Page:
Massachusetts Enacts Health Care Reform Legislation Aimed at Cost Containment
Tuesday, August 14, 2012
Massachusetts’ Governor Deval Patrick enacted legislation that targets the growth of health care costs while improving health care quality and patient care. The bill, which is the third major health care legislative effort in Massachusetts since 2006, sets the first statewide target for health care spending in the United States.
In particular, Massachusetts aims to limit the growth of health care costs to the same level as the state’s economy. The bill creates mechanisms for capping growth in health care expenditures and for restructuring the delivery system to encourage coordinated care, quality and incentives to adopt alternatives to the current fee-for-service methodologies. Major highlights are provided below.
Health Care Cost Goals– Through 2017, the bill limits health care spending to the Commonwealth’s economy (i.e., the gross state product). For the five-year period starting in 2018, spending would generally be limited to a half percentage below the gross state product. These limits are expected to reduce health care costs in the Commonwealth by $200 billion.
Employer Incentives– The bill creates a new wellness tax credit (up to $10,000 per employer) for employers that implement recognized workplace wellness programs. In addition, health insurance companies must provide a premium adjustment for small businesses that adopt approved workplace wellness programs.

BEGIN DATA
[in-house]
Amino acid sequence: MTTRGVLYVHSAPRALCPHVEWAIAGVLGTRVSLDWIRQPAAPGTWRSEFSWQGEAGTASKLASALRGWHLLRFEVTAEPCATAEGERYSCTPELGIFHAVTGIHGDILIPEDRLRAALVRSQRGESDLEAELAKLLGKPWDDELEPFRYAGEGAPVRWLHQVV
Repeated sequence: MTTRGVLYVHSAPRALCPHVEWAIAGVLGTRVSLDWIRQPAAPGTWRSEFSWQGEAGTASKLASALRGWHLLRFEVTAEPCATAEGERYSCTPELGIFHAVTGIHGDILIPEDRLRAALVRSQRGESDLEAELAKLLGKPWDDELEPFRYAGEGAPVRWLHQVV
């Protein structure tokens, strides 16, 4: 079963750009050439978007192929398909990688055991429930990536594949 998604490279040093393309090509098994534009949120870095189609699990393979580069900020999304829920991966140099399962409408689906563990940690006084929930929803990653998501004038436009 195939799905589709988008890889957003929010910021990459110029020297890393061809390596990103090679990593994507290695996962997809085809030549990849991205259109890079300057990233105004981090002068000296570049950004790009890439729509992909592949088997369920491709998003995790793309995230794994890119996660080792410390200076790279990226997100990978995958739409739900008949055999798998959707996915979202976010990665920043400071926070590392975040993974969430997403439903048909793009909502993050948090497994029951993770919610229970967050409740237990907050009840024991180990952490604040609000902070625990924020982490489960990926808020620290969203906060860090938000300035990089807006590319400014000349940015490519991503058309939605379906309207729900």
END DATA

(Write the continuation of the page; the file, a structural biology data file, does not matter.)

Transparency of Health Costs – The legislation directs health insurance carriers to disclose the out-of-pocket costs for a proposed health care service and prevents patients from being subsequently charged more than the disclosed amount. Moreover, health insurance carriers must provide a summary of benefits to health care consumers in an easily understandable format that shows the consumer’s obligation to pay for any portion of the claim.
New Insurer Surcharge– The bill imposes a new $225 million surcharge on insurers to raise money for small community hospitals struggling to provide low-cost alternatives, create a Prevention and Wellness Trust Fund, and help small providers buy electronic health records. This surcharge will be passed on to consumers in the form of somewhat higher premiums.
Restructuring Health Care Payment System– The bill requires the Commonwealth’s Medicaid program, employee health care program, and all other state-funded health care programs to transition to new health care payment methodologies. The new payment models incentivize the delivery of high-quality coordinated, efficient and effective health care while reducing waste, fraud and abuse.
Reforming Medical Malpractice Laws – The legislation creates a 182-day cooling off period for the parties to a medical malpractice lawsuit to seek a negotiated settlement, and requires the exchange of certain information between the plaintiff and defendant to promote early settlement. During this period, health care providers may admit to a mistake or error and such admission may not be used as an admission of liability in court, unless the provider lies under oath. The law also creates a task force to study defensive medicine and medical overutilization.
Pharmaceutical Cost Containment – The law directs state agencies responsible for the purchase of prescription drugs to form a uniform procurement unit for bulk purchasing, and creates a commission to determine methods by which the Commonwealth can reduce the cost of prescription drugs for public and private payers.
Once again, the nation will be watching Massachusetts as it implements novel health care reform initiatives aimed at limiting health care costs and improving health care quality and patient care.
*Content provided courtesy of The Wagner Law Group.